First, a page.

UK govt considers banning BBC from “competitive scheduling”

ITV complains BBC has targeted its timeslots with Strictly Come Dancing, Call the Midwife & Silent Witness.


There are reports in the UK that the government is considering banning the BBC from scheduling some of its biggest shows in timeslots that compete with commercial broadcaster ITV.

It follows ITV complaining that Strictly Come Dancing (the original Dancing with the Stars) was pitted against The X Factor -the latter saw its audience drop. BBC’s Call the Midwife ended up broadcasting at the same time as the final episode of ITV’s Downton Abbey and Silent Witness was pitted against ITV’s Broadchurch.

According to reports, culture secretary John Whittingdale is said to be looking at new proposals to prevent the BBC from scheduling shows directly against commercial rivals.

A spokesperson said the Government will be setting out its plan on the BBC Charter in a White Paper in May.

“The Secretary of State has made it clear on a number of occasions that the government cannot and indeed should not, determine either the content or scheduling of programmes,” a spokesperson from the Department for Culture, Media and Sport said.

The BBC has since pointed out that an independent report into so-called ‘competitive scheduling’ commissioned by the government concluded there was “little impact” in BBC and ITV putting dramas on at the same time.

While the proposal seems radical, there will be those watching from afar. Media interests in Australia have previously criticised ABC, particularly in its news output, for supposedly impacting commercial interests.

Last week Nine CEO Hugh Marks told a Senate hearing increased competition from public broadcasters was an issue.

“Their budget is significantly higher than ours, so with the amount of content we produce, the analysis we had said we have a 30 per cent more efficient outcome,” he said.

Source: Radio Times

13 Responses

  1. ITV will apply what pressure they can to help stem their flow of flops. Fact remains though that ITV virtually have a free to air television advertising monopoly in the UK as all the other channels are bound by charters.

  2. This is ridiculous. Businesses are apparently all for competition except when their business isn’t doing so well. Then it’s straight to lobbying the govt to give them a helping hand.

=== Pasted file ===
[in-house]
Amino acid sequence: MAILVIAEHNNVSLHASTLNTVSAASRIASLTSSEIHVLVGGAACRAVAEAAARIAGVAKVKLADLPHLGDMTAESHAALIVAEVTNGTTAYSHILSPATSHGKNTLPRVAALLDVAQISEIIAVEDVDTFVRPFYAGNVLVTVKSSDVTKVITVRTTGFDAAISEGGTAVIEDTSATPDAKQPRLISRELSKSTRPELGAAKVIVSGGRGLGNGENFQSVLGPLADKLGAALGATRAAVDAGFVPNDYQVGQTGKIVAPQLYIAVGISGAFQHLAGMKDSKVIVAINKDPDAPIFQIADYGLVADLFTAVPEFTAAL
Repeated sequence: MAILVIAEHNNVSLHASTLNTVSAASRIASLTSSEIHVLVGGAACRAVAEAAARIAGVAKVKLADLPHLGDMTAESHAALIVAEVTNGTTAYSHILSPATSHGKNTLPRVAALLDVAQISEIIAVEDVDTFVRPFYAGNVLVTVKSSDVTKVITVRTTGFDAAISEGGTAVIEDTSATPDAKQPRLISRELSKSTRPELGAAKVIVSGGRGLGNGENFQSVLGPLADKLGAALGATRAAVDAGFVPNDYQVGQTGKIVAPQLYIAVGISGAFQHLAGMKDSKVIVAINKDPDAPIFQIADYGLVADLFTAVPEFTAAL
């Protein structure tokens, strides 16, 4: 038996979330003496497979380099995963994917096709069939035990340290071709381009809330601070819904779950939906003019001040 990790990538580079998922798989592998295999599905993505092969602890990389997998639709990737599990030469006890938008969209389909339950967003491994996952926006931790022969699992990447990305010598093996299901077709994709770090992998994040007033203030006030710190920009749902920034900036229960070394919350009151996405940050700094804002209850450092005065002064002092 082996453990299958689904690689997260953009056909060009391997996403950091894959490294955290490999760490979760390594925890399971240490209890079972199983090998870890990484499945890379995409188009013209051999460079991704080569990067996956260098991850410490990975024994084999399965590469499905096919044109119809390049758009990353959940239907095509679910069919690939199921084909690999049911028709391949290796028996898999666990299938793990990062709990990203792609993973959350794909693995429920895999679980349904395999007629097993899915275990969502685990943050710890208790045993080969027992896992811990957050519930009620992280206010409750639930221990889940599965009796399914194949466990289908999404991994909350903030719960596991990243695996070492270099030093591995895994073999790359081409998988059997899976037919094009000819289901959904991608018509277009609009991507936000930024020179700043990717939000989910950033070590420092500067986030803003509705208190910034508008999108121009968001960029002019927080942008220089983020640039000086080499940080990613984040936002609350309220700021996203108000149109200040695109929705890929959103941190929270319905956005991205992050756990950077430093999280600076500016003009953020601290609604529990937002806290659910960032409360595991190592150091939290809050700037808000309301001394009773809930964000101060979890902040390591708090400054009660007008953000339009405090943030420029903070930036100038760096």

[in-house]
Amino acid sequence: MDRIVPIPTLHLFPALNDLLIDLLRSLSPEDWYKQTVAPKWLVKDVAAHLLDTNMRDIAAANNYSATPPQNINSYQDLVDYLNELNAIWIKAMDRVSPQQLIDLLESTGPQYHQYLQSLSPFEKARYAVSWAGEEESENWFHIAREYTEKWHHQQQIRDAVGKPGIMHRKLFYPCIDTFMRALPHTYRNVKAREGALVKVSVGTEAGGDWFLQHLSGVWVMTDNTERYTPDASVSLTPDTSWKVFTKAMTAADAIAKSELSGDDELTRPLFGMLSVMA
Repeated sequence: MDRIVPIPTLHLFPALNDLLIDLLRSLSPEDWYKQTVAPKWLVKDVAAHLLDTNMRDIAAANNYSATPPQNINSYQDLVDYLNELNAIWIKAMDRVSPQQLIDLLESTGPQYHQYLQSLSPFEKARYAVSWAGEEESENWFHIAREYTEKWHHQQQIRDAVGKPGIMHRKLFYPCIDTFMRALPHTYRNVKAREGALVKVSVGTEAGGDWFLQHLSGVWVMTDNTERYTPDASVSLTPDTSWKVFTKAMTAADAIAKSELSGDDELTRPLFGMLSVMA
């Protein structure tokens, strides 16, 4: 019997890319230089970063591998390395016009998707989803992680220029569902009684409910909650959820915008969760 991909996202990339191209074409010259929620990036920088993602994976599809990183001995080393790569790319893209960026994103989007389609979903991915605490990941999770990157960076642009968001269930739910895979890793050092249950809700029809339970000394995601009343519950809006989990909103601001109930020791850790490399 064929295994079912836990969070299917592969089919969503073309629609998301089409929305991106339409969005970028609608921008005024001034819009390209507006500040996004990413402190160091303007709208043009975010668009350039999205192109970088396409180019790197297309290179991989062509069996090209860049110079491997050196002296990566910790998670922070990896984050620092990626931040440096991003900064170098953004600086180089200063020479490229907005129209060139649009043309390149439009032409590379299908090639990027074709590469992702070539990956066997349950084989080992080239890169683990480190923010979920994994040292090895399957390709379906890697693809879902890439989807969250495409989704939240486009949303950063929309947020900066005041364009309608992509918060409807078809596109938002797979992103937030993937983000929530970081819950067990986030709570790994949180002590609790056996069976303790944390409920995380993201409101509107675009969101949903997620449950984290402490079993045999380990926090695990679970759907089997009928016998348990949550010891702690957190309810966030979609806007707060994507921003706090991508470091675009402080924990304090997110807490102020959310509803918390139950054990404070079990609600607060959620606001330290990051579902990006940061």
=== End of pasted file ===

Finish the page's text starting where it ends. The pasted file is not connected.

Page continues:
Hugh Marks: “Their budget is significantly higher than ours…”
    I know of at least $115,000 that could have been better spent.

    1. To steal from a different thread: it’s almost like ITV feels entitled to free timeslots…

      (Hugh Marks also seems to be pulling the little trick of comparing the entire ABC budget – national radio, TV, online, and everything else – to Nine Entertainment’s capital-city only TV, online, and point bugger-all of a radio network. And he’s been pushing that “30% more efficient” line since he took over last year…)

  3. Yes competition is a terrible thing. Perhaps people actually like the fact they can watch a diverse array of free programming without 15 minutes of advertising per hour. And Hugh Marks is peddling this in Australia too. Perhaps when there is any watchable show on the ABC which might challenge commercial free to air programming he could flick the ABC to a fish swimming in a bowl. I suspect the fish would out rate much of Nine’s programming.

    1. Yes the BBC is owned by the government but paid for by people through the tv licence. BBC Worldwide is the commercial arm of the BBC, they pay money to the BBC but they can not take money from the BBC to fund BBC Worldwide projects.

    2. The BBC’s primary source of revenue is from TV and Radio licence fees collected by a contracted private agency, the bulk of the ABC’s money comes from our taxes collected by the Govt. BBC Trustees are appointed by the Queen on advice from the Govt, the ABC Board are mostly political appointees by the Govt of the day. Both organisations are “independent”.

  4. So much then for ‘competition’, the manta from conservative types? It is simple, if you put up crud to the masses, of course they won’t watch. And this would just breed laziness (ie cheapness) for itv,

  5. Although this is a very worrying move from a culture secretary of very questionable ethics it is worth noting that despite The X Factor v Strictly being the focus of most reports that they rarely do clash – there is an unofficial gentlemans agreement that they don’t and other than the odd 15 minute overlap it’s rare they do. It’s also fair to say The X Factors recent woes are all of their own making – indeed both shows have seen their ratings fall in the last few years but whilst Strictlys have just dipped slightly each year The X Factors have dropped significantly – but they also had far further to fall from.

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